Affordable Care Act
All women in the United States will soon have access to health insurance regardless of their employment status, financial status, or whether they have pre-existing conditions.
As part of the Affordable Care Act, health care insurance will soon be required for nearly everyone in the United States. On October 1, open enrollment begins at the Health Insurance Marketplace, (sometimes referred to as the “exchange”), a place to help consumers find health coverage choices that fit their budgets and needs. Coverage begins as early as January 1, 2014.
Under the new coverage rules, more emphasis is placed on wellness and preventive care. Pregnant women and those planning to become pregnant will have access to more information and services regarding pregnancy. Since studies have shown that breast feeding reduces respiratory ailments and obesity in children and the rate of Type 2 Diabetes in moms, more services will be available to encourage the practice. The law requires health insurance to cover the cost of lactation support and equipment, and requires employers to provide ample break time and a private location – not a bathroom – in which to breastfeed or pump, according to Dr. Nancy Lee, Director of the Office on Women's Health in the Office of the Secretary, U.S. Department of Health and Human Services.
The changes are especially good news for younger women, but all women will benefit. No longer can women be denied coverage or can insurance cost more based solely on gender. In the past, “women could be denied coverage just because we are women,” explained Kathleen Sebelius, U.S. Secretary of Health and Human Services.
Birth-control methods are fully covered, but abortion services are not required to be covered. For example, all Food and Drug Administration-approved contraceptive methods prescribed by a woman’s doctor are covered, including birth-control pills, diaphragms, IUDs and the so-called morning after pill. Sterilization procedures are also covered. However, plans are not required to cover abortion drugs or male vasectomies.
Other important changes include: Women and men formerly in the grey zone between the ages of 19 and 25 are now eligible for coverage under their parent’s insurance plans. And, pre-existing conditions are no longer a barrier to coverage and plans can’t charge more for your pre-existing condition like pregnancies or cancers.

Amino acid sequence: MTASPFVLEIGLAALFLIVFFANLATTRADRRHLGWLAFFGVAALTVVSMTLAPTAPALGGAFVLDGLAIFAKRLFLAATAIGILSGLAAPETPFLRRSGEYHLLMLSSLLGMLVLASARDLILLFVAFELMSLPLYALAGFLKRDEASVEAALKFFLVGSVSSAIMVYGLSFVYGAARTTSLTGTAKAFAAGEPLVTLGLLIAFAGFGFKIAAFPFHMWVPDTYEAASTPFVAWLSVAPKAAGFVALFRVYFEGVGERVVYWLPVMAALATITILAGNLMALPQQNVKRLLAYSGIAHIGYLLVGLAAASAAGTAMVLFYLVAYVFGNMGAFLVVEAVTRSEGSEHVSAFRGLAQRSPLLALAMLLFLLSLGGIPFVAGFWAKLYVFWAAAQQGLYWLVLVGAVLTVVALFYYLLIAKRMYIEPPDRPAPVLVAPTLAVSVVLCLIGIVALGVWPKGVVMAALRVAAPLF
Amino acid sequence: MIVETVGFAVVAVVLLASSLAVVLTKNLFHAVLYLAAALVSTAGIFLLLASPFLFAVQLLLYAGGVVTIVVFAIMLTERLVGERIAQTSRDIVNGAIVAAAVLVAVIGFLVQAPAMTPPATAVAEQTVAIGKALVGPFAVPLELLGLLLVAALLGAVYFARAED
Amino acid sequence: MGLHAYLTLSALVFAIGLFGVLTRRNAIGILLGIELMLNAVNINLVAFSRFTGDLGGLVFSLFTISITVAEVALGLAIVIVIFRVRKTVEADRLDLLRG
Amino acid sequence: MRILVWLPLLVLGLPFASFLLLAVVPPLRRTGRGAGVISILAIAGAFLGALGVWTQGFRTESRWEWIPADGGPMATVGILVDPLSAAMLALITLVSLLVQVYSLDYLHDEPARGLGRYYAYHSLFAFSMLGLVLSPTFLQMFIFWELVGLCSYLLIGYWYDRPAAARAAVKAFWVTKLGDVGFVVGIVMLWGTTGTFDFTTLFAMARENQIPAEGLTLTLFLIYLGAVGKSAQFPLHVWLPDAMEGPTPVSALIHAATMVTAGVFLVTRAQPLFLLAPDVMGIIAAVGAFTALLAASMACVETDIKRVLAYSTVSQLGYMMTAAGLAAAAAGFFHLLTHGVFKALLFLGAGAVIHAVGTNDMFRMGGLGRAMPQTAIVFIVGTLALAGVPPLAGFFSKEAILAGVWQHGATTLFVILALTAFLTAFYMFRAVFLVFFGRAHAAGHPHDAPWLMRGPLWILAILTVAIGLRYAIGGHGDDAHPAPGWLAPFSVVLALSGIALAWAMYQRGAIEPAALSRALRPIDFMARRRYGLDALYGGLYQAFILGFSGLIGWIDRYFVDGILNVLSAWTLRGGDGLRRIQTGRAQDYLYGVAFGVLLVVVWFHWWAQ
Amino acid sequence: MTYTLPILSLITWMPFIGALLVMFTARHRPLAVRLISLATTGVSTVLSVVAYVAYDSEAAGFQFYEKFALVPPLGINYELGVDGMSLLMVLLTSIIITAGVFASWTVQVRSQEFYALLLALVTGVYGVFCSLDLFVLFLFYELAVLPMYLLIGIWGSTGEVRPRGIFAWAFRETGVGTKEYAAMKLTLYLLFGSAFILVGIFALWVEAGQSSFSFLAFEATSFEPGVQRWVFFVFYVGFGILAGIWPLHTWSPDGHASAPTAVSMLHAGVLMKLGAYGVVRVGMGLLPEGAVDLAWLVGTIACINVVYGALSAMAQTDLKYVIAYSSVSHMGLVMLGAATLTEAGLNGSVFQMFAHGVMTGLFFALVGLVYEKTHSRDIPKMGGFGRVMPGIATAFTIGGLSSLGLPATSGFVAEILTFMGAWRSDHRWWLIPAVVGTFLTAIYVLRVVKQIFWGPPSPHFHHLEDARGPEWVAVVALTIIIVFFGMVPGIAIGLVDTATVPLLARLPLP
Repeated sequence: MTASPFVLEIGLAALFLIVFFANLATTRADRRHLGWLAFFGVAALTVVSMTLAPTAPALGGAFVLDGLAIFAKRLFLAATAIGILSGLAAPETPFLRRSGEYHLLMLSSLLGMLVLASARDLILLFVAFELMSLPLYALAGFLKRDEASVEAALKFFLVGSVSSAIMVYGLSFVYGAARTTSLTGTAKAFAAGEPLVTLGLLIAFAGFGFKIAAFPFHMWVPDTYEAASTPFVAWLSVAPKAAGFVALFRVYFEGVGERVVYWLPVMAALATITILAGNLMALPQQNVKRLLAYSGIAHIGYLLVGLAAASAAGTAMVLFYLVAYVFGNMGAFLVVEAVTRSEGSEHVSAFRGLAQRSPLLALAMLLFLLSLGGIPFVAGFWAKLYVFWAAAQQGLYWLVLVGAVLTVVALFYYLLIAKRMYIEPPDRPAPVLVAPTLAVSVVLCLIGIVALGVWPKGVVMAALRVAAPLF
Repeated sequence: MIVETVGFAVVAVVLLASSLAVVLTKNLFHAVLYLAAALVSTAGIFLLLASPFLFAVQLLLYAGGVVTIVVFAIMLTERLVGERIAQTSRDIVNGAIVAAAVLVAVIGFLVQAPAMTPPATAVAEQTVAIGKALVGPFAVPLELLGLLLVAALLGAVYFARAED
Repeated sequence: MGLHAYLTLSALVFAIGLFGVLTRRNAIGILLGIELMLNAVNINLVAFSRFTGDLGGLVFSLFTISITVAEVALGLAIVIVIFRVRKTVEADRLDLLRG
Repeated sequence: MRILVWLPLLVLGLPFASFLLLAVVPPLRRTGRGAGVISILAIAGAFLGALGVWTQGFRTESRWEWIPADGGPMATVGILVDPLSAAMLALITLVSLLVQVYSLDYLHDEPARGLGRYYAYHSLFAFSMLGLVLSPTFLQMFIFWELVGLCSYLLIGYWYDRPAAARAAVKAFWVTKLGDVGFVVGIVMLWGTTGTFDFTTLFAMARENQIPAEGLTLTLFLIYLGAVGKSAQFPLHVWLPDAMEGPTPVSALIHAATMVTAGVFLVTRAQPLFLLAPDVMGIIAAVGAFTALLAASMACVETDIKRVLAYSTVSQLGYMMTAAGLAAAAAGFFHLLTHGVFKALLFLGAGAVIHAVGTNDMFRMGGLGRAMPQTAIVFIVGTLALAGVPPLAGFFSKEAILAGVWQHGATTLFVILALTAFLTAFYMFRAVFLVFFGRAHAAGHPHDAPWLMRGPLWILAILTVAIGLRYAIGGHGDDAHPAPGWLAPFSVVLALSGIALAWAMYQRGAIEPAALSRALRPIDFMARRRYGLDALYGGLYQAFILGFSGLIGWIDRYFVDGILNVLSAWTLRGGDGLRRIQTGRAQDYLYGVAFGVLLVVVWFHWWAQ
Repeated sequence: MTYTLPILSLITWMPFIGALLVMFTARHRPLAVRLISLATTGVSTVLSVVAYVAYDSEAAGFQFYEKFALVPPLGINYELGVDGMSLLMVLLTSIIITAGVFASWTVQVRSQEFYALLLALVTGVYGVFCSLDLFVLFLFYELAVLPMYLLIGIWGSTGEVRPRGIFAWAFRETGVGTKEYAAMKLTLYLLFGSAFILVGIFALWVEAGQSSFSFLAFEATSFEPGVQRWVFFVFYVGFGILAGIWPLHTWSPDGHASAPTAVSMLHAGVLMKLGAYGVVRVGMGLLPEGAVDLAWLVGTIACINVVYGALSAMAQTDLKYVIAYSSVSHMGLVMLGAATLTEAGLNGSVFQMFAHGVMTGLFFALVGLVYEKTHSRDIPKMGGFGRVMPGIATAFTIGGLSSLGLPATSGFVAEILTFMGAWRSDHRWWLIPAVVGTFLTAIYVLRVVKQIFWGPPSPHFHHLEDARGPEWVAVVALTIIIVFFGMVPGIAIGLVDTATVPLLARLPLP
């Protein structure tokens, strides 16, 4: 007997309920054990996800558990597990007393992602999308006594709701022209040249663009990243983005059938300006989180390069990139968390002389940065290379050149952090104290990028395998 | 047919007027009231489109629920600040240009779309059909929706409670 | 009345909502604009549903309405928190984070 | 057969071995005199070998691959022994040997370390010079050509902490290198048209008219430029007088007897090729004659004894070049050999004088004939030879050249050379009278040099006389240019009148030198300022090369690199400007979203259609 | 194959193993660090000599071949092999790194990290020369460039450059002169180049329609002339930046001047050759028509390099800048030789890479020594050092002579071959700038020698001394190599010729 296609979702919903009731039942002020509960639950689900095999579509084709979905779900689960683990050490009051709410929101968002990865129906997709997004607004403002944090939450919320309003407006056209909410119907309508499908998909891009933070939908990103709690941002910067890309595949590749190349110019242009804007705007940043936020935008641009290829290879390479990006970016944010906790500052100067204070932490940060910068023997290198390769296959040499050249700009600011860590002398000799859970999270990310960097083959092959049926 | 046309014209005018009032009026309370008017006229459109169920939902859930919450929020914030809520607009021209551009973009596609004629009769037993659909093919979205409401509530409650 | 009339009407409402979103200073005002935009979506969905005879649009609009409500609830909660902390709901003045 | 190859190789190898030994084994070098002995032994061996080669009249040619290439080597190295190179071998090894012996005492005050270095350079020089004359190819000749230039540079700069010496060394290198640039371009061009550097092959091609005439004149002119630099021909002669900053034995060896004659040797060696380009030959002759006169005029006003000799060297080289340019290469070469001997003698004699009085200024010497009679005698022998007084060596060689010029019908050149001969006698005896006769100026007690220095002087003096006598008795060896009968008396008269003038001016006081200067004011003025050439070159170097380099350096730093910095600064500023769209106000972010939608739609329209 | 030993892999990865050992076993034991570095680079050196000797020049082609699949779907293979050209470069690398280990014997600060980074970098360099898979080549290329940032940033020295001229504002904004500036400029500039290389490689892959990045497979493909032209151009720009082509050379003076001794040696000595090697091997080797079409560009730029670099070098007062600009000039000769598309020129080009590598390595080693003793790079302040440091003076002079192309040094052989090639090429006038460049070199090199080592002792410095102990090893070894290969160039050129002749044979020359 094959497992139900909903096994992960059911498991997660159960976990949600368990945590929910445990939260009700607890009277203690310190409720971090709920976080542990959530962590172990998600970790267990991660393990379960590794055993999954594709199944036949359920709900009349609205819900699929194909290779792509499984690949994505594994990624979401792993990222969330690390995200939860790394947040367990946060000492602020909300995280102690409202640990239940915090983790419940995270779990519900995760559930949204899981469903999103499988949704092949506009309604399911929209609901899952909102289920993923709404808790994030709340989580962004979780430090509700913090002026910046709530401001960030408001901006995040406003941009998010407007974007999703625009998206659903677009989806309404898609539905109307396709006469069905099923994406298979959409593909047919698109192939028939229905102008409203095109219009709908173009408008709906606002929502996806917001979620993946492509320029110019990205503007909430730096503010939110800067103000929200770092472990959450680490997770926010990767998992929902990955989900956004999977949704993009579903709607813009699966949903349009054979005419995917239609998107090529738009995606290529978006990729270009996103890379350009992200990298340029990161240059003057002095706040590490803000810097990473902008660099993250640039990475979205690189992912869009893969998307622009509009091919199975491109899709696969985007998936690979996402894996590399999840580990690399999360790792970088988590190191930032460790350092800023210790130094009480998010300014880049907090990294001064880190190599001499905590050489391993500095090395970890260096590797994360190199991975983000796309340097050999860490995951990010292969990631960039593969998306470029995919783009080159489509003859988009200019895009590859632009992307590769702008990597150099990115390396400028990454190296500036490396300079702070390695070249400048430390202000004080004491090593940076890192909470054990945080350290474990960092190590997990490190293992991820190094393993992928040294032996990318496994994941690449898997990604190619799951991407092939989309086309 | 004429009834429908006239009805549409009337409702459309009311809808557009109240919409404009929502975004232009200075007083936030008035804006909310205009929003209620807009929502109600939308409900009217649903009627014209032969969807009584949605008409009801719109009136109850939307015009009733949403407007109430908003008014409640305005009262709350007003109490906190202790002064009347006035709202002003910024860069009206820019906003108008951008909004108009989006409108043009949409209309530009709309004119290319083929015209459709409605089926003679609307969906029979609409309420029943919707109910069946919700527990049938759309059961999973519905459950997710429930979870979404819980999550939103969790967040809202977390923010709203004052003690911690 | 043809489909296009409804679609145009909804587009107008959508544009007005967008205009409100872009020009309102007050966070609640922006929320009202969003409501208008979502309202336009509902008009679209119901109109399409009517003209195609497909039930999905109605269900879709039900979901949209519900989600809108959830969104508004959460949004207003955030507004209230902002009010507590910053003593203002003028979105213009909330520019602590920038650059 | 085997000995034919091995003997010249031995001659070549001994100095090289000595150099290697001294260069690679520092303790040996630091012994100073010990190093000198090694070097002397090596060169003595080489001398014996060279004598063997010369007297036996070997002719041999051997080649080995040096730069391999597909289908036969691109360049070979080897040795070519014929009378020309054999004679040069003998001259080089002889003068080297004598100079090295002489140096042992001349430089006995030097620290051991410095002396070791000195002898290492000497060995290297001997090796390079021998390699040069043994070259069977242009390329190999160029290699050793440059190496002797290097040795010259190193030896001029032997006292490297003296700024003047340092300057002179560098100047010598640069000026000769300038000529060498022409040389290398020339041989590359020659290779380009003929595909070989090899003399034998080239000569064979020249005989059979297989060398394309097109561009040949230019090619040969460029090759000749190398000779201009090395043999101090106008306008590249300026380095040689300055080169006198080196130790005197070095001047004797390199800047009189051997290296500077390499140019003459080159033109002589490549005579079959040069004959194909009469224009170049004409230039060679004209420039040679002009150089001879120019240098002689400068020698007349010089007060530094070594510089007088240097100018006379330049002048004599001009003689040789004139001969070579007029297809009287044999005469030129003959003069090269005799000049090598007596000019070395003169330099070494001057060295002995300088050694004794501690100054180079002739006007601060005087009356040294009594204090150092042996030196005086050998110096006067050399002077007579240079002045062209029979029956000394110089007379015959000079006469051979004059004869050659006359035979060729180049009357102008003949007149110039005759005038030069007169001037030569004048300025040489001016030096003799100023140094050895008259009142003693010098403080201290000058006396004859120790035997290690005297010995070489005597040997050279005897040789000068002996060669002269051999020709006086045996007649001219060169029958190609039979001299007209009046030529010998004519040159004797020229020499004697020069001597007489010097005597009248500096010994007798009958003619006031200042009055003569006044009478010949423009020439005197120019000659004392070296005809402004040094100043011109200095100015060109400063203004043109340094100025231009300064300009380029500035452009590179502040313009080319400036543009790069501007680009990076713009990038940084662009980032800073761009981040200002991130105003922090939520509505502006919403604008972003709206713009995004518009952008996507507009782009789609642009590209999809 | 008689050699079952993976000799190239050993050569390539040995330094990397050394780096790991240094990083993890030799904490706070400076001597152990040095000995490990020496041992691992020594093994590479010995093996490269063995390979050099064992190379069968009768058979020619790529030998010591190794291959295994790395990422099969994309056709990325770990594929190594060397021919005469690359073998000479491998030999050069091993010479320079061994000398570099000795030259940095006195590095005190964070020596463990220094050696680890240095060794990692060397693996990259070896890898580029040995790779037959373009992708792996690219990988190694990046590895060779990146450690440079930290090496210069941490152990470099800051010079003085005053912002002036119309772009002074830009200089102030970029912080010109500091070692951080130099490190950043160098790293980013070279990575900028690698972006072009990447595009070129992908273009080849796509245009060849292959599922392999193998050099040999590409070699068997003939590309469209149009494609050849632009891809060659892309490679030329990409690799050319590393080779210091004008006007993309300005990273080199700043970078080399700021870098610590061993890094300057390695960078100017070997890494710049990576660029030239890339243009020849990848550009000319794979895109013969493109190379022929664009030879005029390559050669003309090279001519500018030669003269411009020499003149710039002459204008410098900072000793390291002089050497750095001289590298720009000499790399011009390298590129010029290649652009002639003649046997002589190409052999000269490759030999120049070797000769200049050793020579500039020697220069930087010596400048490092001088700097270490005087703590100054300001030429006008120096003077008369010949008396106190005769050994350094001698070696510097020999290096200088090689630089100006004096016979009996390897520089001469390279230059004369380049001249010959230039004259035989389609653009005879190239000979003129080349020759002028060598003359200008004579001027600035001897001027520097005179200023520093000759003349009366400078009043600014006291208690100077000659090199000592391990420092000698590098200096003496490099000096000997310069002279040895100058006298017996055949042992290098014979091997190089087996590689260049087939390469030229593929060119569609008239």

While all insurance plans are offered by private companies, the Marketplace is run by either your state or the federal government. Regardless of the political environment in your state – say, your state’s governor doesn’t agree with “Obamacare” – the Health Insurance Marketplace will operate in all states. According to its website, www.healthcare.gov, whether you’re uninsured, you’ve been denied coverage in the past, or you are interested in the possibility of reducing your costs, the Health Insurance Marketplace will give you more choice and control over your health coverage.
At www.healthcare.gov, consumers can compare coverage options based on price, benefits, quality, and other features. Consumers can choose the combination of price and benefits that fits their budget and needs. Consumers can apply for coverage online, by mail, or in-person. Open enrollment starts October 1, and plans and prices will be available then at www.healthcare.gov.
Insurance plans are offered by private companies, and they cover a core set of benefits including outpatient care, emergency services, hospitalization, maternity and newborn care and prescription drugs. Other required services include mental health and substance use disorder services, including behavioral health treatment services and devices to help people with injuries, disabilities, or chronic conditions gain or recover mental and physical skills, laboratory services, preventive care and chronic disease management, and pediatric care.
If someone can afford it but doesn't have health insurance coverage in 2014, they may have to pay a fee – and the entire cost of any medical care they need. The fee in 2014 is 1 percent of annual income or $95 per person for the year, whichever is higher. The fee increases every year. In 2016 it will be 2.5 percent of income or $695 per person, whichever is higher. In 2014 the fee for uninsured children is $47.50 per child. The most a family would have to pay in 2014 is $285. In some cases, the fee is waived. For more information on the fees for the uninsured and other information about the available plans, go to www.healthcare.org.